CHICO, Calif. - Local hospitals are seeing a spike in patients with COVID-19, but there are more ways to treat people than there was last year.
There are monoclonal antibody treatments and two antiviral pills, but the challenge is the effectiveness of these treatments and the short supply.
Up to this point, monoclonal antibodies have been the most effective treatments for people with COVID-19. However, health experts are finding two of the three antibody treatments don't work as well against Omicron.
"The normal antibody we give against Omicron is not as effective. There are some that are as effective, but they are very limited in supply at this point," Dr. Andrew Miller from Enloe Medical Center.
The most effective monoclonal treatment is Strovimab and its in short supply.
"Anybody that meets the criteria will be offered it if we have it, but that's a very big if," Dr. Miller said.
The two antiviral pills from Pfizer and Merck are also proven to work against Omicron. The pills help someone who already tested positive, has mild to moderate symptoms, and is likely to become seriously ill.
With treatments in short supply, health experts say coming to a place like CVS to get your shot can protect you the best.
"I'd say your best bet is getting vaccinated," Maureen Kramer said.
This is what Kramer did after her battle with COVID in December 2020. She did not need to go to the hospital but her taste and smell were affected.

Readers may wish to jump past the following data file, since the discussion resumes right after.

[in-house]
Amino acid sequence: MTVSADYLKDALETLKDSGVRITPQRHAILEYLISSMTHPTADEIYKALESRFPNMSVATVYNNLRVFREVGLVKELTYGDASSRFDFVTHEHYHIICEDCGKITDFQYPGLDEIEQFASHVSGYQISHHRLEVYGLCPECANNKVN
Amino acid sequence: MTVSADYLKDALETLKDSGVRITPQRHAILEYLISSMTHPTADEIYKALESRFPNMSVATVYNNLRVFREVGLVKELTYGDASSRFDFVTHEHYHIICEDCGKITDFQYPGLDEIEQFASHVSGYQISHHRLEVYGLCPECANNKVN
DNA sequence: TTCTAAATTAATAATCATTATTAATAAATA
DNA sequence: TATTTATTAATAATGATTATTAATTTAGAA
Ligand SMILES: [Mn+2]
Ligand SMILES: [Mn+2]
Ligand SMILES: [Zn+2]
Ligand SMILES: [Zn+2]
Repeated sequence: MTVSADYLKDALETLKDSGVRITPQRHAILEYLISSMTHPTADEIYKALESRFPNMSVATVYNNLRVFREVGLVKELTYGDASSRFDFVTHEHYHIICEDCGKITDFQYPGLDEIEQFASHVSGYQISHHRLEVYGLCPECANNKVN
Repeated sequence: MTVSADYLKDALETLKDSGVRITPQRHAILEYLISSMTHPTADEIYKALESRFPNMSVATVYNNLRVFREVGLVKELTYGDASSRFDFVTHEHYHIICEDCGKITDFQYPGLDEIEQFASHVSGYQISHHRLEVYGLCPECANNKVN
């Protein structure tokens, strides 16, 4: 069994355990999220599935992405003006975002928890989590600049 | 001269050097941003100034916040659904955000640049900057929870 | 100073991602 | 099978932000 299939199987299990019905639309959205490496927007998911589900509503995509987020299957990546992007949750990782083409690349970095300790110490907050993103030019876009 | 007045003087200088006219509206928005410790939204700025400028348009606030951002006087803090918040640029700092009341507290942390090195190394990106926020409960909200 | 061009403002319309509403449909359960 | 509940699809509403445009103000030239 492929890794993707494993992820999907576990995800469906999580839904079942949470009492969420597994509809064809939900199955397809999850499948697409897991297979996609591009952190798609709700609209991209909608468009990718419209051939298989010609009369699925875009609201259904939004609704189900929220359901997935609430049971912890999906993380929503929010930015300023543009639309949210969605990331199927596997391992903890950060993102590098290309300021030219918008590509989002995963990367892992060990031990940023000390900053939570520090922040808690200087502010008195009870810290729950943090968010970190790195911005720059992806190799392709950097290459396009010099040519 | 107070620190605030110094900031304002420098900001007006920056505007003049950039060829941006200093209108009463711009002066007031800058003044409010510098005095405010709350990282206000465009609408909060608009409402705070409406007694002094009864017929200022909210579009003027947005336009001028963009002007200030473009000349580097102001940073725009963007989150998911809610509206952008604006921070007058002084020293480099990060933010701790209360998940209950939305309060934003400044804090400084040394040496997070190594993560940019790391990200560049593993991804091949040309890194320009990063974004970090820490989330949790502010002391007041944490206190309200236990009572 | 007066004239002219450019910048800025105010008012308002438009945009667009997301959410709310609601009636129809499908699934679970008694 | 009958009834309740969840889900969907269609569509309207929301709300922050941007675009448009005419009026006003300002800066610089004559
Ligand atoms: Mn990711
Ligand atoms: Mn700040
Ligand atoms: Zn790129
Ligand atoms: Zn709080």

"It hasn't fully come back 100% I sure experience periods where I can't taste. My smelling is not as good as it used to be," Kramer said.
Other people like Joby Dawson chose not to get the vaccine. He hopes each new variant gets milder and thinks lifestyle has a lot to do with how sick they get.
"I personally think everyone should try to keep their weight down and eat healthy," Dawson said.
"The best treatment or best way to deal with this is to not get infected or if you are going to get infected do it with a vaccine so you don't get as ill," Dr. Miller said.
To get monoclonal antibody treatment you will need to be referred by a doctor since it is an IV. Those who test positive, are high risk, and have not yet been admitted to the hospital are good candidates for this treatment.
The U.S. Department of Health and Human Services says as of Dec. 23, California has received just over 2,600 hundred doses of Strovimab -- the most effective monoclonal antibody treatment against the Omicron variant.